Between the Devil and Desire(Scoundrels of St. James,Book 2)(28) by Lorraine Heath
“That would certainly be worth obtaining.”
She opened her mouth—
“No, you may not take your son to the country.”
“To my sister-in-law’s then. For a couple of hours.”
“You can’t hold us prisoner.”
“Until I’m assured you’re safe, I can.”
“Why do you even care?”
“Damned if I know,” he growled and walked to the window. “Take two footmen with you. They’re to watch you and the boy at all times.”
He heard her sigh of annoyance.
“My world is much more civilized than yours. I assure you, we’re in no danger,” she said, her voice filled with certainty.
“Then why me?” He spun around to discover she’d approached silently. She staggered back, while he fought not to. Devil take her. Who’d have thought she had the skills of a burglar? “Why me?” he repeated, not bothering to hide his anger, hoping she wouldn’t realize how her proximity rattled him. Why did she have to smell so incredibly enticing? She was in mourning, for God’s sake. Shouldn’t she smell like death delivered? “I’m intimately familiar with the dark side of London. Why did your husband think your son needed a guardian with that knowledge? The one thing I’m good at is surviving. I’ve lived alone on the streets since I was five. I know danger when I sense it and I can read men with uncanny accuracy. If there is no danger, then why me?”
Her delicate brow pleated, and he forced his hands behind his back, holding them tightly to prevent himself from reaching up to smooth away the worry.
“You said he came to your club. Was it for the women?” Her voice had caught at the end as though she’d had to push the word out from the soles of her feet.
“He had you, why would he seek comfort elsewhere?” The words of reassurance felt strange on his tongue, but not as strange as the tightening in his gut with the thought of Lovingdon having her in his bed, at his dining table, in his library, at his side.
“Perhaps I was not enough,” she said softly.
Devil take her. All Jack knew for certain was that Lovingdon hadn’t gambled. He kept records of who purchased chips and in what quantities. “It wasn’t the women.”
She gave him a sad smile. “I’d have thought you’d be skilled at lying.”
Why should he care if she was unhappy? But for some incomprehensible reason, he did. “I never saw him with one of my girls. That’s the truth of it. He didn’t gamble and I never saw him drink.”
“Then why was he there?”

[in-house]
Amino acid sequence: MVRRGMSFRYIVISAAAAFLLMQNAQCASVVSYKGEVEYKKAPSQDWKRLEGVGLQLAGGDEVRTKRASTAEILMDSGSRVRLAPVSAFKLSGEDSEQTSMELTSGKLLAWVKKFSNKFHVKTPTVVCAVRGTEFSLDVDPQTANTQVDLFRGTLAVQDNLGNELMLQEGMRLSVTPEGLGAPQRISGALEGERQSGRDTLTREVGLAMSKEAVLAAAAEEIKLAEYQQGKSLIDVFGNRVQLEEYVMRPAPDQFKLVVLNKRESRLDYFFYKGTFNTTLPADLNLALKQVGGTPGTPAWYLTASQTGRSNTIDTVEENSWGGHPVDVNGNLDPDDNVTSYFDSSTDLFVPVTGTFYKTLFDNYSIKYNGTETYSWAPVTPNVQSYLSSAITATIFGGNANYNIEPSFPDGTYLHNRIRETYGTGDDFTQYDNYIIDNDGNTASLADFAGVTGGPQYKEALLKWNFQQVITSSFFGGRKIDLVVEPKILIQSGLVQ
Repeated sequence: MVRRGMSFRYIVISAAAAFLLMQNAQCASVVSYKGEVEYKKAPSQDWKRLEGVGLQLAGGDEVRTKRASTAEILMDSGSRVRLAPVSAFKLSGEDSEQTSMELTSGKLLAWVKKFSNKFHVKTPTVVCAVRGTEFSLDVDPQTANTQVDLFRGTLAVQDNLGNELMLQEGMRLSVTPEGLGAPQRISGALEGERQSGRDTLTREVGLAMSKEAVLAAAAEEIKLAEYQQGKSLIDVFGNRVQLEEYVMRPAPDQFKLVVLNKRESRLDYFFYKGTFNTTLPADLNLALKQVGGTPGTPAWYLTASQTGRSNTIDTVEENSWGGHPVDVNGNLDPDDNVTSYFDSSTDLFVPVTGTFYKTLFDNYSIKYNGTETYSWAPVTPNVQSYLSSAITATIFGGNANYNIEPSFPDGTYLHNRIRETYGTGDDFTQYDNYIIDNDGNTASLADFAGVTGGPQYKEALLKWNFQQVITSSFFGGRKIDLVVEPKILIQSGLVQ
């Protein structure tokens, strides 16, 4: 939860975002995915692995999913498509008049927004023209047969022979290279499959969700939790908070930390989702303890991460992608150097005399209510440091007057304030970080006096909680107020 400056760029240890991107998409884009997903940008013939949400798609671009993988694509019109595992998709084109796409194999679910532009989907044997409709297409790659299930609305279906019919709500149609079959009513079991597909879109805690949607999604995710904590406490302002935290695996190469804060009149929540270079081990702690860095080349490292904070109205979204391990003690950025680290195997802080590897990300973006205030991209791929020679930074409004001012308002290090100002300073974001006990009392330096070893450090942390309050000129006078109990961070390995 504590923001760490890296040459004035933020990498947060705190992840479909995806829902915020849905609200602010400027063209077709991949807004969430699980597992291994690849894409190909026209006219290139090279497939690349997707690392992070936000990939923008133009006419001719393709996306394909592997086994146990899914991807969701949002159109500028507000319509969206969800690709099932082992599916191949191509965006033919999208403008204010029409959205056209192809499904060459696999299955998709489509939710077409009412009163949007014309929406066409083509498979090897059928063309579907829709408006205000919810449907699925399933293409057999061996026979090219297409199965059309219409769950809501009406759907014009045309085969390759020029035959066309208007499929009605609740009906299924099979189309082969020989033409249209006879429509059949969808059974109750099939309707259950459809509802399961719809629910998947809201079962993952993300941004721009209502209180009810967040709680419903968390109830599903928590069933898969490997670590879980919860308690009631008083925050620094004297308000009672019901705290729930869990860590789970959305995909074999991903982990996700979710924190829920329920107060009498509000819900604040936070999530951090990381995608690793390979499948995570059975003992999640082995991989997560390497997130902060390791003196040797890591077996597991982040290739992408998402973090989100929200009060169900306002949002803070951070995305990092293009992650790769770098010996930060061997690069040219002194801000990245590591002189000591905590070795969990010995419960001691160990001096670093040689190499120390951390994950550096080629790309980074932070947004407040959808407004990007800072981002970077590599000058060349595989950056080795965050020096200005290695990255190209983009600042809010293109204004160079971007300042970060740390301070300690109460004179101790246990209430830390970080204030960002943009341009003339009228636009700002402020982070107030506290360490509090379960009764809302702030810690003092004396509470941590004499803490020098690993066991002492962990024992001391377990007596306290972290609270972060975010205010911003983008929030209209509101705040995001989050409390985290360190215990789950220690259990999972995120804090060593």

“He watched.” It sounded perverted, even to his ears.
“What did he watch?”
He didn’t want to say it, didn’t want to admit that Lovingdon had been watching him. Whenever he spied the man, Lovingdon had been studying Jack as though he was some sort of mystifying creature. Perhaps this was all some sort of experiment. Move a man up in the world and see if it caused him to become a better man. The irony, of course, was that since he was dead, Lovingdon would never know the results. “He just watched all the goings on. Some people are like that.”
“For what purpose?”
“Because they haven’t the guts to do anything. They fear moral judgments. How the hell should I know? Go to your sister-in-law’s and leave me in peace. But don’t give one moment’s thought to going to the country. If I have to come after the boy, I’ll make your life miserable.”
“I daresay, Mr. Dodger, that I’d hardly be able to tell the difference since you make it miserable now.”
With fury equal to his, she spun on her heel and marched to the door. Watching the lovely sway of that backside as she made her exit, he decided he’d have to say things to force her to leave more often.
Olivia conceded that going to see the Duchess of Avendale had been a mistake, because now Henry had a rabid curiosity about the Great Exhibition, after his cousin told him about all the wondrous things he’d seen. To make the situation worse, she returned home to discover she had a caller waiting in the parlor. While Helen took a very tired Henry up to the nursery for an afternoon nap, Olivia removed her black veiled hat, placed it on a table in the foyer, and replaced it with the widow’s cap she’d left there before leaving. She felt as though she’d gotten caught doing something she wasn’t supposed to and might be on the receiving end of a scolding.
Edmund Stanford, Viscount Briarwood, had chosen an inopportune moment to visit. Her husband’s cousin had kindly handled the matter of the funeral and had overseen Lovingdon’s final journey to the family crypt at the ancestral estate. He’d provided her with a strong shoulder to lean on. The notion that he would murder Henry and usurp the titles was ludicrous.
After patting a few final stray strands back into place, she strolled into the parlor.
“Lord Briarwood, how kind of you to call. I do hope you’ve not been waiting long.”
Briarwood bowed. She could see the family resemblance in the cut of his squared chin. He was only a few years younger than Lovingdon had been, but already his wheat-colored hair was fading to white. He’d not inherited the family’s tendency toward tallness. But what he lacked in height, he made up for in width, a shape that gave him a rather intimidating mien.
“Only a moment or two, Duchess. Quite honestly, I was surprised to discover you were making the rounds.”
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